Many potential students do not attend college because of financial difficulties or lack of preparation.
WASHINGTON (AP) -- Young adults value college, but many haven't enrolled because of money woes, poor preparation, low expectations at home or sheer laziness, a survey finds.
The result is that seven in 10 young workers without college degrees say they are in their jobs by chance, not by choice. Less than two in 10 view their jobs as likely careers.
Overall, most adults age 18 to 25 see college as a way to earn society's respect and ensure financial security, says the survey by Public Agenda, a nonpartisan public opinion group. The positive view of college is true regardless of race, ethnicity or family income.
"Most young people have absorbed the 'Go to college, get more education' message," said Ruth Wooden, the Public Agenda president. "Whether they're getting the nuts-and-bolts, real-life help and guidance they need to reach that goal -- to actually succeed in graduating from college -- is another matter."
Roughly one in three young Americans do not go on to any form of higher education, and many of those who enroll don't end up graduating, the report says, quoting Census figures.
Other recent analyses offer even lower rates of college enrollment and completion, which has helped fuel a national interest in improving the rigor of high school. Those who graduate from a four-year college tend to have lower unemployment and higher earnings.
The new findings come from random phone interviews of 1,000 young adults last year, plus oversampling to ensure representation of black, Hispanic and Asian adults. The tally includes those with college degrees, college students, college dropouts and full-time workers.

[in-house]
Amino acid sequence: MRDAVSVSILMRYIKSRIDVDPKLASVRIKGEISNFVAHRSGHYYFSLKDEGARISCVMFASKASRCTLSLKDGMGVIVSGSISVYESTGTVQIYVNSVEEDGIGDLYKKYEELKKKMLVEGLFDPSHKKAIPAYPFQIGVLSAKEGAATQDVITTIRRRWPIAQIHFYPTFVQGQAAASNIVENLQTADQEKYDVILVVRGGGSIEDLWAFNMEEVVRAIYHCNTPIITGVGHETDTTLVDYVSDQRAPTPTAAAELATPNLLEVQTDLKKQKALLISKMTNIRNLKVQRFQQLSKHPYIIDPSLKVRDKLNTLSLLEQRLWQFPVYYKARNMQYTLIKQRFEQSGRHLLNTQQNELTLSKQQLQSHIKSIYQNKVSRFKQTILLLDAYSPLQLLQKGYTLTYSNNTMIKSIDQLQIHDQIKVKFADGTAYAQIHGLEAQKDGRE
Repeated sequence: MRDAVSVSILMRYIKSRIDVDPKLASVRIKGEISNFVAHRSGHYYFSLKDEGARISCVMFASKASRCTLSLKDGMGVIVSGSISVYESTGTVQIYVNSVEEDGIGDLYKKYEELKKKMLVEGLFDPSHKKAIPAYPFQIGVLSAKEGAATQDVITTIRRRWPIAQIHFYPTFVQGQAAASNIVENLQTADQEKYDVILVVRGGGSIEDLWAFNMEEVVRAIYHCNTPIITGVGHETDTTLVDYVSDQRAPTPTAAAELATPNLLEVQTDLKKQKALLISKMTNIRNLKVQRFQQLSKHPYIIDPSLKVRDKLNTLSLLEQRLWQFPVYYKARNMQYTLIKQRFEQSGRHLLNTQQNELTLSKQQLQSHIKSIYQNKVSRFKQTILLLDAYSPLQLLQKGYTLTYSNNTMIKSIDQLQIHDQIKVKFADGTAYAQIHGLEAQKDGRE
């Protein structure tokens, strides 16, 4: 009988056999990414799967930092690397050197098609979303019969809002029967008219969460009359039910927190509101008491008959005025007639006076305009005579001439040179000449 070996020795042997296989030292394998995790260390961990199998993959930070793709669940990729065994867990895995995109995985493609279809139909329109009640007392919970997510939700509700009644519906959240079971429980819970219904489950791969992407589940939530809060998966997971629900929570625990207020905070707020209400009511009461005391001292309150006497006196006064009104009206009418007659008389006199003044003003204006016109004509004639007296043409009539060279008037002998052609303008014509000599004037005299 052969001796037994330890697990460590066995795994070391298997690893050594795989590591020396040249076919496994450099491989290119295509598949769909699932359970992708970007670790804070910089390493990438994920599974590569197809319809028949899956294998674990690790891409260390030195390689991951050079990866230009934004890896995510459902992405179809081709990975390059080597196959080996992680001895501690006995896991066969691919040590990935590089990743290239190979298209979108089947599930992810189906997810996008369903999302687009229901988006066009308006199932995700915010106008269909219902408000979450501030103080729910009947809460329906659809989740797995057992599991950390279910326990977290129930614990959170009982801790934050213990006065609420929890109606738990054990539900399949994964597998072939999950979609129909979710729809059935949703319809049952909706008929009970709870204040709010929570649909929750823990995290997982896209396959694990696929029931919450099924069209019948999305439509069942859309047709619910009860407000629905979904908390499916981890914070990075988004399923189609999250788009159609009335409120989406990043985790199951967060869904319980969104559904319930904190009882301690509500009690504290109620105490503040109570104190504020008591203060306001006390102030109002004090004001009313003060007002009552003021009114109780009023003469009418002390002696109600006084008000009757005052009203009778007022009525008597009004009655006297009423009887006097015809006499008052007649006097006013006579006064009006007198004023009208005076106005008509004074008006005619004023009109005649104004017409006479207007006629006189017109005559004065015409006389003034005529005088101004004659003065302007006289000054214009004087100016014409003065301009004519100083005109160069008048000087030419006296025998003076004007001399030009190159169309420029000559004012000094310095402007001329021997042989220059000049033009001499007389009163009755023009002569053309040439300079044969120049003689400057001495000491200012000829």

Almost half of those who never enrolled or dropped out said college wasn't for them because they wanted to work and make money. Almost as many said they couldn't afford college.
Yet by age 33, the typical college graduate has earned enough to compensate for both the cost of attending a four-year public school and for earnings passed up during the college years, said Gaston Caperton, president of the nonprofit College Board.
"We need to address disconcerting evidence that the cost of higher education is a deterrent, and in some cases a deal-breaker, for many students," Caperton said.
There are other obstacles, too.
Almost eight in 10 adults without a college degree acknowledged they could have paid a lot more attention and worked harder in high school. More than half said their high school teachers made it easy to do just enough to get by.
And only 32 percent of young adults without a degree said parents strongly expected them to go to college -- a huge gap from the 67 percent with degrees who got such encouragement.
The survey's margin of sampling error was plus or minus 3 percentage points.
Among other findings:
* Almost nine in 10 young adults expect their financial circumstances to improve by age 30, and most of them expect that improvement to be significant.
* Three in four young Asian-American adults think they will be financially better off than their parents, and almost as many blacks and Hispanics say the same about themselves. Not as many white adults -- 57 percent -- are as optimistic.
* Almost nine in 10 young adults agreed "college is not for everyone," and more than eight in 10 said many people do succeed without a college education.
* About one out of every two students said there were too few counselors in their high school, and only a slight majority said counselors made an effort to really get to know them.